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  • joeywenning

At the start of a fight, pause: choose love.

Pause: choose love. Seems simple enough and yet how many times do we fail over and over again. Why is it that in the midst of an argument, this is especially hard to do?

“No human being can tame the tongue - a restless evil, full of deadly poison.” James 3:8.

I came across this verse in my bible study recently and it really hit me. I couldn’t help but think how relevant it is to our most intimate relationships. According to James, our inability to tame our tongue is part of our flawed nature. But this doesn’t let us off the hook! If anything, because our tongue is “full of deadly poison” and can be used to hurt our spouses, this should give us more of a reason to learn some tips to fight this struggle. This doesn’t mean to hold our feelings in either. So what are we to do whenever we have something important to say?

Christians believe that the most powerful tool we have to tame our tongue is to invoke the words of the Holy Spirit. Others have also found it helpful to take deep breaths or count to ten. What’s different about using these tools verses lashing out? The former are choices; the latter is a reaction, often driven by a cycle that many couples get caught up in. These reactionary cycles leave couples stuck in the same pattern they always get stuck in. They can look different for different couples - some fall into the trap of “I criticize and you angrily defend”; others align more with “you attack and I withdraw”. These are just a few examples and a very brief explanation of them, but what’s important to see is how they always leave partners feeling afterwards. The end result is usually the same - the poisonous words have been said and both partners feel hurt, angry, and uncared for. So how do we prevent this from happening? How do we tame our tongue?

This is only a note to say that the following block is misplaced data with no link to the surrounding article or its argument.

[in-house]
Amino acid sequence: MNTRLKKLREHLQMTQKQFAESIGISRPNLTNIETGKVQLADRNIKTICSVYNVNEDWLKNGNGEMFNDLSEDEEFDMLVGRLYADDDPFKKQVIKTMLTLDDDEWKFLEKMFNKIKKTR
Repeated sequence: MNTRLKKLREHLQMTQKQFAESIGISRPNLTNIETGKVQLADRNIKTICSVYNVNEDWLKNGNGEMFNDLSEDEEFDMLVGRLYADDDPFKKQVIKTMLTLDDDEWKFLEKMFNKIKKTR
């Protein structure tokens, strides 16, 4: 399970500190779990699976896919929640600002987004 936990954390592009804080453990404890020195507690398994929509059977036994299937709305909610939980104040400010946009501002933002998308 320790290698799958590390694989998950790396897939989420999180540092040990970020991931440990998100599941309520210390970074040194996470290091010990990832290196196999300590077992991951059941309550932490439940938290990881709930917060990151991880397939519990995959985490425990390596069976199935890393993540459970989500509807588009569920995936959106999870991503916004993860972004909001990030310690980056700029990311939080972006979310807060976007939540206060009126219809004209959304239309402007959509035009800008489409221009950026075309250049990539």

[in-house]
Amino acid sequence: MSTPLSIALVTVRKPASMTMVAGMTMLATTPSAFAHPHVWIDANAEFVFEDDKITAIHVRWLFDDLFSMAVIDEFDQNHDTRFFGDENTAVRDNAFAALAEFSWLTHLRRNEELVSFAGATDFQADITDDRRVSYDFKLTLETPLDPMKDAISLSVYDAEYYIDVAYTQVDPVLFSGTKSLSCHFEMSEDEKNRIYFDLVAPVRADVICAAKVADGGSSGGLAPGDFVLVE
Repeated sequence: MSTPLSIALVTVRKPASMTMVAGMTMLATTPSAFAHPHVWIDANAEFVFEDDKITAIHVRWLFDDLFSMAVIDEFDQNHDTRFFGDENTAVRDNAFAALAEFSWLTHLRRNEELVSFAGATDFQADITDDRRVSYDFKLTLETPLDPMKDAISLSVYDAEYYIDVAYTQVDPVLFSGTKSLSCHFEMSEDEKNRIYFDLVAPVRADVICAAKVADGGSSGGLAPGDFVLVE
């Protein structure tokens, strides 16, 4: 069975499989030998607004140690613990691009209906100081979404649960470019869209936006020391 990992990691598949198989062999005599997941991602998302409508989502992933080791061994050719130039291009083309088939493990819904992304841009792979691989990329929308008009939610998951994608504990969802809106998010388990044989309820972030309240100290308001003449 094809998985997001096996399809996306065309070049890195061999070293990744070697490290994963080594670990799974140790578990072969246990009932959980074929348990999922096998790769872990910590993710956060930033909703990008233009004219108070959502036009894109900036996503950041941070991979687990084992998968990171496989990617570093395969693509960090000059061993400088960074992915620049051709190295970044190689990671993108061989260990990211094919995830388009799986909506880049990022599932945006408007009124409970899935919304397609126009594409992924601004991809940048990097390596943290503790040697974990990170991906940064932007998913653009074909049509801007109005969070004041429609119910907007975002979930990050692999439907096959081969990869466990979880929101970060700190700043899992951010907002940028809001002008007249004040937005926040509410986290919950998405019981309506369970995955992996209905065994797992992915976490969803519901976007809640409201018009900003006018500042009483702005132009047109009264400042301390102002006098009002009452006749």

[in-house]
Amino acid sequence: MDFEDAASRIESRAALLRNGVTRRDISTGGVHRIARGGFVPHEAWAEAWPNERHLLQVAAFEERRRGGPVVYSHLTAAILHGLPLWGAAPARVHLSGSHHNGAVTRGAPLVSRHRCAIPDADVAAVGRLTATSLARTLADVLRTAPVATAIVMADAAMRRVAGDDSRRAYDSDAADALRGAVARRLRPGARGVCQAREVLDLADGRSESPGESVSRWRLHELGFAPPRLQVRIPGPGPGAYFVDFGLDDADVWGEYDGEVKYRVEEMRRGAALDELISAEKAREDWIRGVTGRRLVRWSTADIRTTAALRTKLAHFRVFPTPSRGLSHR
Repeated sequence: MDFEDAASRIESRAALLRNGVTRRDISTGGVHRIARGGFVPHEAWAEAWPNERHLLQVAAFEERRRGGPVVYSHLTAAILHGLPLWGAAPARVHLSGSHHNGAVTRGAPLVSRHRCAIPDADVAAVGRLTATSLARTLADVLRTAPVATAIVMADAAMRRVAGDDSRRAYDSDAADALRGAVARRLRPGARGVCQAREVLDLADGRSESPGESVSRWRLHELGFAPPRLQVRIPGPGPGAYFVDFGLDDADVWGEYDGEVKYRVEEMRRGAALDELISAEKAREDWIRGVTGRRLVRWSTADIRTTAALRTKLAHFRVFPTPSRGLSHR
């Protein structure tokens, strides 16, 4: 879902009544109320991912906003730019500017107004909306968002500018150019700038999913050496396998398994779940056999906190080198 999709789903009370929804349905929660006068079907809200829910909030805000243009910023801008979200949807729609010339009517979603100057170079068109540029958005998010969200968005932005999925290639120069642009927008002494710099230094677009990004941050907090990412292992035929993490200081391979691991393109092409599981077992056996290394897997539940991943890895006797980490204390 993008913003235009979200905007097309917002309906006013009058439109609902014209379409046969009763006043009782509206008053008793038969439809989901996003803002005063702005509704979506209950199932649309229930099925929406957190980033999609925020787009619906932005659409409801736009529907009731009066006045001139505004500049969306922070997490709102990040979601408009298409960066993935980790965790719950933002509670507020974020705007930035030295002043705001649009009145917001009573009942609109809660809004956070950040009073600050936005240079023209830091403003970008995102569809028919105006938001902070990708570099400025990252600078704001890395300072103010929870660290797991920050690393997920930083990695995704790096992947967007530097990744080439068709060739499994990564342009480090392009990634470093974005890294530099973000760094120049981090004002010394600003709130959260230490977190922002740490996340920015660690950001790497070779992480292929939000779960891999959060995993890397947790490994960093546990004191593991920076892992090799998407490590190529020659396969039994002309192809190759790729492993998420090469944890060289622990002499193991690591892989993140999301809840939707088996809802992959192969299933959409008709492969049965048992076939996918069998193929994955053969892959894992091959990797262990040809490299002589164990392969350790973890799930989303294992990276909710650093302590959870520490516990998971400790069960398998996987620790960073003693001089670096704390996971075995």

Pause: choose love. When we allow ourselves to pause, we are able to CHOOSE how we respond. Pausing is hard, especially when these cycles are so engrained in our relationships. That’s what makes it a cycle - we fall victim to the same dance over and over again. For instance, if I feel blamed or criticized by my partner, without thinking, I go into defense mode. By working with our partner (and a marriage counselor if necessary), we can become aware of these cycles. Once we know they’re happening, we can call the cycle out in the moment (I.e., “I think we’re caught in one of those cycles again where I yell to get you to hear me and you feel attacked and have to defend yourself”). Calling out the cycle pauses it. It allows you to step out of it for a moment. You become the narrator in a sense, and not the actors in a play. This gives you a second to choose love instead of throwing poison on your lover. And when you choose love instead of poison, there’s a greater chance that your spouse will do the same.

Our words are powerful; they have the ability to kill our marriage or to nurture it. So when you find yourself upset and you want your partner so badly to understand why, remember, pause: choose love.



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